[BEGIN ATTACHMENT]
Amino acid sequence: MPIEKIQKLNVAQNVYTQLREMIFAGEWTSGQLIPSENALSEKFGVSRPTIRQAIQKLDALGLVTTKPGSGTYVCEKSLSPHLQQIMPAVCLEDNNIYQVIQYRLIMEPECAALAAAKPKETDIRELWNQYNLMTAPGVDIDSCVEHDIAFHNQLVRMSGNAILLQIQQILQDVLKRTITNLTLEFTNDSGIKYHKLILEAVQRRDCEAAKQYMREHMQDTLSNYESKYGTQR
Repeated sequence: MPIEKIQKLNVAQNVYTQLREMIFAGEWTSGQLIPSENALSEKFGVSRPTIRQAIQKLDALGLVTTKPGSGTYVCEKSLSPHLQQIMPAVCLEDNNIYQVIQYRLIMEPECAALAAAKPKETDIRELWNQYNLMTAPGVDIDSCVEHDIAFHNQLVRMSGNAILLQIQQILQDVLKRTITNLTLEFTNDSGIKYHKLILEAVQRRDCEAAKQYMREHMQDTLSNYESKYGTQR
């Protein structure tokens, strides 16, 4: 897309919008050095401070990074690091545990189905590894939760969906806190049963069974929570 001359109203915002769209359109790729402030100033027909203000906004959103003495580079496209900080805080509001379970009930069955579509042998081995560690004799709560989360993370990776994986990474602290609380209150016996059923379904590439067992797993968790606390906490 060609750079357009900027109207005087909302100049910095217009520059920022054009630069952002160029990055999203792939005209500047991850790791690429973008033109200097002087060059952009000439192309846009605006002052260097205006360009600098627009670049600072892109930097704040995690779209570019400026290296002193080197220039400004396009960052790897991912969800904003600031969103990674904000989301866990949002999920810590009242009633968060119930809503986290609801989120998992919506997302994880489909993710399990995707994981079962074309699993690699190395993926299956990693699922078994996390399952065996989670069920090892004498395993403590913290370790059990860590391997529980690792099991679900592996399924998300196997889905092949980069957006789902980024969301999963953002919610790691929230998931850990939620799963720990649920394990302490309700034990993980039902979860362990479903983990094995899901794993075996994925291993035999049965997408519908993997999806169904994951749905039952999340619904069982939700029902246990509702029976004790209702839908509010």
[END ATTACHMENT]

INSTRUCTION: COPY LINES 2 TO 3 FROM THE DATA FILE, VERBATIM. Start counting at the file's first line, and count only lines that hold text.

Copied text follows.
Repeated sequence: MPIEKIQKLNVAQNVYTQLREMIFAGEWTSGQLIPSENALSEKFGVSRPTIRQAIQKLDALGLVTTKPGSGTYVCEKSLSPHLQQIMPAVCLEDNNIYQVIQYRLIMEPECAALAAAKPKETDIRELWNQYNLMTAPGVDIDSCVEHDIAFHNQLVRMSGNAILLQIQQILQDVLKRTITNLTLEFTNDSGIKYHKLILEAVQRRDCEAAKQYMREHMQDTLSNYESKYGTQR
């Protein structure tokens, strides 16, 4: 897309919008050095401070990074690091545990189905590894939760969906806190049963069974929570 001359109203915002769209359109790729402030100033027909203000906004959103003495580079496209900080805080509001379970009930069955579509042998081995560690004799709560989360993370990776994986990474602290609380209150016996059923379904590439067992797993968790606390906490 060609750079357009900027109207005087909302100049910095217009520059920022054009630069952002160029990055999203792939005209500047991850790791690429973008033109200097002087060059952009000439192309846009605006002052260097205006360009600098627009670049600072892109930097704040995690779209570019400026290296002193080197220039400004396009960052790897991912969800904003600031969103990674904000989301866990949002999920810590009242009633968060119930809503986290609801989120998992919506997302994880489909993710399990995707994981079962074309699993690699190395993926299956990693699922078994996390399952065996989670069920090892004498395993403590913290370790059990860590391997529980690792099991679900592996399924998300196997889905092949980069957006789902980024969301999963953002919610790691929230998931850990939620799963720990649920394990302490309700034990993980039902979860362990479903983990094995899901794993075996994925291993035999049965997408519908993997999806169904994951749905039952999340619904069982939700029902246990509702029976004790209702839908509010």